LONDON (Reuters) -A surge in fraud attacks on consumers since the pandemic has become a ‘national security threat’ for Britain, requiring government-coordinated action across industries, banking lobby group UK Finance has warned.
Financial fraud has rocketed during the pandemic as more consumers shop online and try digital banking and investing.
The UK Finance warning came as British lawmakers on Wednesday criticised bosses at Facebook, Alphabet Inc’s Google, Amazon and eBay for not doing enough to prevent the spate of online scams.
Criminals stole 754 million pounds ($1.03 billion) through bank frauds in the first half of this year, up 30% on the same period in 2020, the lobby group said in a report.
Bank losses from authorised push payment (APP) fraud – where a customer is tricked into a payment by a criminal – also leapt 71% in the first half, overtaking the amount stolen through card fraud for the first time, UK Finance said.
Lenders have been pushing for tougher action on fraud by the government, regulators and other industries including online platforms exploited by fraudsters to target victims, as they grapple with a wave of increasingly sophisticated attacks.
The report found 70% of APP scams originated on an online platform and also found an increase in online adverts targeting people as young as 14 to become “money mules” for illicit funds.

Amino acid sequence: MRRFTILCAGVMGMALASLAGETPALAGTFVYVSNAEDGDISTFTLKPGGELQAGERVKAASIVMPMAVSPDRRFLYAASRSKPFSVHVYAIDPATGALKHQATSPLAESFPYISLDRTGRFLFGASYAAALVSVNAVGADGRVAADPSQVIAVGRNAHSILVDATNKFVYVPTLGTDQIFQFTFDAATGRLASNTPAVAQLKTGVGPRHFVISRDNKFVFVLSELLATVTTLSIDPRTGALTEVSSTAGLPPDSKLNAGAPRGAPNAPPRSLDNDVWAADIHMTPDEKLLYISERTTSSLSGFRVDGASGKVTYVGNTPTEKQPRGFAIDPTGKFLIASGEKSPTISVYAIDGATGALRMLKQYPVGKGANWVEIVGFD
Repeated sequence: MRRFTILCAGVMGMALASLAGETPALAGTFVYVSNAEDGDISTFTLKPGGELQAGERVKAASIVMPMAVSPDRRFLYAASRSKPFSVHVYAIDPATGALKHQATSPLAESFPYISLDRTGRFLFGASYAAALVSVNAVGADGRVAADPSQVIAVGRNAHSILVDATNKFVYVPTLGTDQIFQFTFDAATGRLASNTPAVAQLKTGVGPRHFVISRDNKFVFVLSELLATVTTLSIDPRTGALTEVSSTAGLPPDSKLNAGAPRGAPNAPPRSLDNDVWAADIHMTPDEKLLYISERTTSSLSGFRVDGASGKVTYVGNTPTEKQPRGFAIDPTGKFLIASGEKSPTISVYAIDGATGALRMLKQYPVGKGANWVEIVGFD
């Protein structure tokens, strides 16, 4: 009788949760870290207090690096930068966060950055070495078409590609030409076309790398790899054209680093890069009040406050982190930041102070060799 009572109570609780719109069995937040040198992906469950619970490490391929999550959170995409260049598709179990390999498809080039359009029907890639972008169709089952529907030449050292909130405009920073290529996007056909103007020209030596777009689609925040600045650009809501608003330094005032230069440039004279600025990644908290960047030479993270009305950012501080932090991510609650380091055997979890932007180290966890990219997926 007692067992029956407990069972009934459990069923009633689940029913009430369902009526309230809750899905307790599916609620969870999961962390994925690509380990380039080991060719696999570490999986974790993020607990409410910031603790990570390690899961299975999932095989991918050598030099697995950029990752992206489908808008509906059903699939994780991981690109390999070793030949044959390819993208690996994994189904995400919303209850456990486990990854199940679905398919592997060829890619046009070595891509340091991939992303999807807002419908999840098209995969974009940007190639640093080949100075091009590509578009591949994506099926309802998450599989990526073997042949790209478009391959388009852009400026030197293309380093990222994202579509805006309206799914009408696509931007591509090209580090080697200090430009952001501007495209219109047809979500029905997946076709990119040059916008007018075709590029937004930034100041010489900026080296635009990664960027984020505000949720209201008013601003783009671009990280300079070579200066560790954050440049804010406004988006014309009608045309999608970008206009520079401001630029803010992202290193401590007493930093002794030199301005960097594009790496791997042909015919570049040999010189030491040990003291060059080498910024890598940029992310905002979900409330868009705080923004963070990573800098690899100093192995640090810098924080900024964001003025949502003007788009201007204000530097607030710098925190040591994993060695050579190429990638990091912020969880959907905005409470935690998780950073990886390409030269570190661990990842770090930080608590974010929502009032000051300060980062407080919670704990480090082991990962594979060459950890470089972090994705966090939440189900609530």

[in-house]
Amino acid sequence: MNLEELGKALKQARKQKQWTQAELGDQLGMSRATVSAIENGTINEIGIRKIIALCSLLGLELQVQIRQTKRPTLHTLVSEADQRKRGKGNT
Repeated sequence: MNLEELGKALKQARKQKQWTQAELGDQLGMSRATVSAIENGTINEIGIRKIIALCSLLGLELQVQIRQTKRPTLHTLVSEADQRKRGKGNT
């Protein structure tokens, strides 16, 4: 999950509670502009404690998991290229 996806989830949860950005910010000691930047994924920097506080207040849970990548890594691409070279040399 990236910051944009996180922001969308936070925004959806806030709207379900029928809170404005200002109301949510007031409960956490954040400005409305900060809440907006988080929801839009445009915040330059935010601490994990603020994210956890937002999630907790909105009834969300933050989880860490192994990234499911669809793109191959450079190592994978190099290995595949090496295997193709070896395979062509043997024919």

UK Finance called for government-coordinated action across sectors and for all economic crime to be covered by a planned Online Safety Bill, which currently excludes online advertisements.
“The level of fraud in the UK is such that it is now a national security threat,” Katy Worobec, managing director for economic crime at UK Finance said in the report. “The banking sector cannot solve this on its own.”
‘MAKING A MOCKERY’
Lawmakers on Britain’s Treasury Select Committee told tech company bosses during a hearing on economic crime that the problem had got out of hand, accusing them of enabling fraud.
“Google’s made a mockery of the regulator of this country, by expecting the regulator to take down fraudulent stuff on the site, and have to pay for it,” lawmaker Rushanara Ali said.
Google has offered the Financial Conduct Authority (FCA), Britain’s regulator, $1.5 million in advertising credits to help cover the cost of fraud awareness campaigns.
“We want them to take up those ad credits,” Amanda Storey, Google’s director of trust and safety for Europe, the Middle East and Africa, said. The tech firm intends to offer $3.5 million of advertisement credits to other scam awareness campaigns.
Google has prohibited investment ads that are not FCA-authorised – including for gold and cryptocurrencies – since Sept. 6 this year, Storey added.
The tech firms said they were investing in fraud prevention and collaborating with the government and regulators.
“We’re actually the first line of defence, rather than an enabler,” Gaon Hart, head of public policy for customer trust at Amazon UK & Ireland said.
Neither Google nor Facebook were able to say if they had ever compensated customers for losses from fraud, though Amazon said it had.
($1 = 0.7328 pounds)
(Reporting by Iain Withers; Editing by Emelia Sithole-Matarise)